Amid the ancient city, now a weathered imitation of its former glory but still doused in force and grandeur, a series of stony heads catches the eye. They line the court where the ancient Mayan ball game was played. Nobody really knows what the rules were, only that it often took on a literal life or death importance that makes baying football crowds look tame. The competitors were sometimes sacrificed as an offering to the gods afterwards.
The stone heads are not human, however. They’re of scarlet macaws, which would have had a near ubiquitous presence in Copán during its era of greatness between the 5th and 9th centuries AD. The Mayans regarded the scarlet macaw as sacred, with its flamboyant tail feathers often used as decorations for the costumes of the kings. But until recently, the bird’s attention-grabbing squawky cries had as good as disappeared.
People come to Copán – in western Honduras – to see the extraordinary ruins. But on the way to the main plaza, they now have to pass through a gauntlet of noise and bright feathers. A feeding station and release aviary has been placed by the ancient site. And it’s all part of a bid to bring back Honduras’ national bird to an area where it had almost disappeared.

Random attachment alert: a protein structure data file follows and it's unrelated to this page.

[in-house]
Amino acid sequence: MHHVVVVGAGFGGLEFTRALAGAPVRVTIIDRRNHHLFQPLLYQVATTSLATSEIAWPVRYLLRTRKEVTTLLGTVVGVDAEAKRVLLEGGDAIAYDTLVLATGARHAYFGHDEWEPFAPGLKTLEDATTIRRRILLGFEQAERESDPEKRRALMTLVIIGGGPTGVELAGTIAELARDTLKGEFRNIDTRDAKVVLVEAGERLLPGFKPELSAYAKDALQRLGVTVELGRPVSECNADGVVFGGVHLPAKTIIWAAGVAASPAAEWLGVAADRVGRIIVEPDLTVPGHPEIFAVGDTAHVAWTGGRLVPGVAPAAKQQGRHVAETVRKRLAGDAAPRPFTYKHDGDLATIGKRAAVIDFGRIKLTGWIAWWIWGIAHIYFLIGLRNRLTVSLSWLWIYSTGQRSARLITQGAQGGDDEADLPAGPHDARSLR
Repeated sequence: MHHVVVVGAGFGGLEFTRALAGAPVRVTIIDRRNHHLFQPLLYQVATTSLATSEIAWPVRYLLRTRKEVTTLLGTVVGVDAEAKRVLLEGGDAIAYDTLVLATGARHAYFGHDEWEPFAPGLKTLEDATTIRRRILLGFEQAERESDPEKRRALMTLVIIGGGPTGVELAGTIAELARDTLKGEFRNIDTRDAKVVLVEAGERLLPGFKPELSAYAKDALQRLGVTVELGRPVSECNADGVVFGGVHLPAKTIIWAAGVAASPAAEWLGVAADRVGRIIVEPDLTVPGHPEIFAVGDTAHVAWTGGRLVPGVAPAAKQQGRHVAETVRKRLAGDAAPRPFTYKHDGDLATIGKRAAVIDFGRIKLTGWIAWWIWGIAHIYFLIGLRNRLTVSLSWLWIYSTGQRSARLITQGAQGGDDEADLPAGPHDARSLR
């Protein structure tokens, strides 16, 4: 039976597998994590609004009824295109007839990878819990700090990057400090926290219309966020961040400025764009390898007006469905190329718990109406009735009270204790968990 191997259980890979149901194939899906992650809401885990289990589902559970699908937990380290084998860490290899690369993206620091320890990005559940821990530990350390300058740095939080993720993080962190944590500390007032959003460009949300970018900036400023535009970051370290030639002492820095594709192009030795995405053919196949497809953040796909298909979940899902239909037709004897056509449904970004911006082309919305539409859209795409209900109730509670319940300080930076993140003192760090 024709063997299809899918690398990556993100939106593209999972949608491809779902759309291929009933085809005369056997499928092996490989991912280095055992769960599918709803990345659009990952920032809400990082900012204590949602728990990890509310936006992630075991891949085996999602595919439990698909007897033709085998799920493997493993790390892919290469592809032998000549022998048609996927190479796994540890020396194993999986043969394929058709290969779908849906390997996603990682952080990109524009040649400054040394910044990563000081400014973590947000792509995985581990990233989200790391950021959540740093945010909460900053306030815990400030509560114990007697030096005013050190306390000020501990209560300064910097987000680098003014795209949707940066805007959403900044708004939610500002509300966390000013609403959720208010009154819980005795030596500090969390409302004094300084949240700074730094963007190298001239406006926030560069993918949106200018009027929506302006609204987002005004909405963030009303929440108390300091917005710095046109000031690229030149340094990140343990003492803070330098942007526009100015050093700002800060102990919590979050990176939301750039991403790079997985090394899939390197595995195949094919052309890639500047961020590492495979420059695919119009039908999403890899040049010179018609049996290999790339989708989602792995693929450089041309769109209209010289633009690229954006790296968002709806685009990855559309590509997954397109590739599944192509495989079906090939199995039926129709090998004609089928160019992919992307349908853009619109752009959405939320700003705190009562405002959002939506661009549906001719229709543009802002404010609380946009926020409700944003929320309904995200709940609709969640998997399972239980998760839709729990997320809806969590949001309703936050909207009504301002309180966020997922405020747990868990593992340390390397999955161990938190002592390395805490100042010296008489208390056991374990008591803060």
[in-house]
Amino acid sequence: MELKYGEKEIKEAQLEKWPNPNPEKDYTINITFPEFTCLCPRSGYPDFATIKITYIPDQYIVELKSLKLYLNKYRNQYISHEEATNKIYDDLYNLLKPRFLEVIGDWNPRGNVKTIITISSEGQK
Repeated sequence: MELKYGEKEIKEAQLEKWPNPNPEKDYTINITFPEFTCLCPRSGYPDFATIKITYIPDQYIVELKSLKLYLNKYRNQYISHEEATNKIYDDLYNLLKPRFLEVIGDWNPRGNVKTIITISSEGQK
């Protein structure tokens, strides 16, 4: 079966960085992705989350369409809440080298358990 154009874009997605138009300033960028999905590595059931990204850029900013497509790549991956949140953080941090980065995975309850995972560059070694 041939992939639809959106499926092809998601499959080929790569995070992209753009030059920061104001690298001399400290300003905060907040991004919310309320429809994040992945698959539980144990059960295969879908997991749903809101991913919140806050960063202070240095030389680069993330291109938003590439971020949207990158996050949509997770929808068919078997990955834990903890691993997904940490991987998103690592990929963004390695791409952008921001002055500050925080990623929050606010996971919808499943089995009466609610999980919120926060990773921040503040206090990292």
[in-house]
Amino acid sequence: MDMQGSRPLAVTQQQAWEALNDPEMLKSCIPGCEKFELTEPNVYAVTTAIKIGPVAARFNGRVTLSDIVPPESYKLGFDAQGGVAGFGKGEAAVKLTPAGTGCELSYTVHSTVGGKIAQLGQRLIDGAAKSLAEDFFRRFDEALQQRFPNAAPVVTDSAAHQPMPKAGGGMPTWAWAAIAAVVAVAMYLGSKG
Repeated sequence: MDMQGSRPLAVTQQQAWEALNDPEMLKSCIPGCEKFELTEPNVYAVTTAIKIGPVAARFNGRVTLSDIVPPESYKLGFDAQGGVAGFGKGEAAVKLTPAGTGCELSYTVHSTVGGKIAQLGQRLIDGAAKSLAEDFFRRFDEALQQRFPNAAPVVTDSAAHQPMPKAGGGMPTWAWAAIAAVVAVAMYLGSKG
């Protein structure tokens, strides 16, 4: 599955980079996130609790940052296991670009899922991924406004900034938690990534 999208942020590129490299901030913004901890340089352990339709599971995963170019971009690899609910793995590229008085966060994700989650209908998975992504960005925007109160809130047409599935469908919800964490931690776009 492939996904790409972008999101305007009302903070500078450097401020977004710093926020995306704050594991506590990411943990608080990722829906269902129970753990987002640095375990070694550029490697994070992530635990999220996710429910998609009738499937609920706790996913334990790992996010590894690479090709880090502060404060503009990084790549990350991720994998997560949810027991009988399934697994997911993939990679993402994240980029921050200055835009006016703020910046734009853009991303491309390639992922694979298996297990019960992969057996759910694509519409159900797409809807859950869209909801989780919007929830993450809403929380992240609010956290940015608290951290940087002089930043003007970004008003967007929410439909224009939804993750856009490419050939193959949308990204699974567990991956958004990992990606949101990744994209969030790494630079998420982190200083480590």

Loss of habitat had been a major factor in the scarlet macaw’s decline, but people (illegally) keeping them as pets was also critical. And most of the birds being released to fly free over the ancient ruins are the offspring of these rescued pets.
The breeding takes place amongst the tropical gardens of Macaw Mountain, a privately funded venture in a former coffee plantation a few kilometres away. “Part of the problem is that the macaws are monogamous,” says Macaw Mountain’s José Antonio Martinez. “If one is taken as a pet, the other doesn’t find a new mate.”
Some of the rescued birds are in heartbreaking state – they’d been kept in cages too small, and the stress had let to them trying to clip their own wings or pull out their own feathers. Most wouldn’t survive in the wild, and Macaw Mountain is effectively a retirement home.
But from the rag-tag bunch of misfits, four breeding pairs have been matched. Since 2011, twenty of their offspring have been kept safe in the park, then given special training and released. It’s hoped that these will in turn start breeding with the few wild birds left around the ruins.
“Looking after them here gives them a better chance of survival,” says Carlos. “They’ll have four to eight chicks here, most of which will make it. In the wild, perhaps two will survive – there are plenty of predators for which they make an easy feed.”
The fully grown macaws are a different matter, however. Few birds manage to look so elegant yet so handsome at the same time. At Copán, they seem to have a strutting confidence about them. Some aren’t quite ready to fly free yet, but the aviary and feeding station are the last steps before they will fly off and soar freely over the place where the great ancient civilisation regarded them with such reverence.